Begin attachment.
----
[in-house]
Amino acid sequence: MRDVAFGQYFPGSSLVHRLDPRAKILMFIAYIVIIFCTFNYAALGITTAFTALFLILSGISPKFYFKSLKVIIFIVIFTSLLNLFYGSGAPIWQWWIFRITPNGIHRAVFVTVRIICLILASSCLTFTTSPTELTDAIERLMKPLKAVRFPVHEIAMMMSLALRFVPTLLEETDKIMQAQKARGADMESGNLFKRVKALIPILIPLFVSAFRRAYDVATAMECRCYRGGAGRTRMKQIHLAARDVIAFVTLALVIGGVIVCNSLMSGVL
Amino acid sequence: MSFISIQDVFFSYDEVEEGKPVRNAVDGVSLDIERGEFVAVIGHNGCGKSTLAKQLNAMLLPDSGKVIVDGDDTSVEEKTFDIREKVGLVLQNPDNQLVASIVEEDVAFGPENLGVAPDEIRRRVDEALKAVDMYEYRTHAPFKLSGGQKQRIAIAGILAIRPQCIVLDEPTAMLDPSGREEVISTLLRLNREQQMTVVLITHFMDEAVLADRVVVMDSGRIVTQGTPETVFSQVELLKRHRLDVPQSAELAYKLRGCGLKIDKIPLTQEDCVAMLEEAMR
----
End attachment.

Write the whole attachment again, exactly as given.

[in-house]
Amino acid sequence: MRDVAFGQYFPGSSLVHRLDPRAKILMFIAYIVIIFCTFNYAALGITTAFTALFLILSGISPKFYFKSLKVIIFIVIFTSLLNLFYGSGAPIWQWWIFRITPNGIHRAVFVTVRIICLILASSCLTFTTSPTELTDAIERLMKPLKAVRFPVHEIAMMMSLALRFVPTLLEETDKIMQAQKARGADMESGNLFKRVKALIPILIPLFVSAFRRAYDVATAMECRCYRGGAGRTRMKQIHLAARDVIAFVTLALVIGGVIVCNSLMSGVL
Amino acid sequence: MSFISIQDVFFSYDEVEEGKPVRNAVDGVSLDIERGEFVAVIGHNGCGKSTLAKQLNAMLLPDSGKVIVDGDDTSVEEKTFDIREKVGLVLQNPDNQLVASIVEEDVAFGPENLGVAPDEIRRRVDEALKAVDMYEYRTHAPFKLSGGQKQRIAIAGILAIRPQCIVLDEPTAMLDPSGREEVISTLLRLNREQQMTVVLITHFMDEAVLADRVVVMDSGRIVTQGTPETVFSQVELLKRHRLDVPQSAELAYKLRGCGLKIDKIPLTQEDCVAMLEEAMR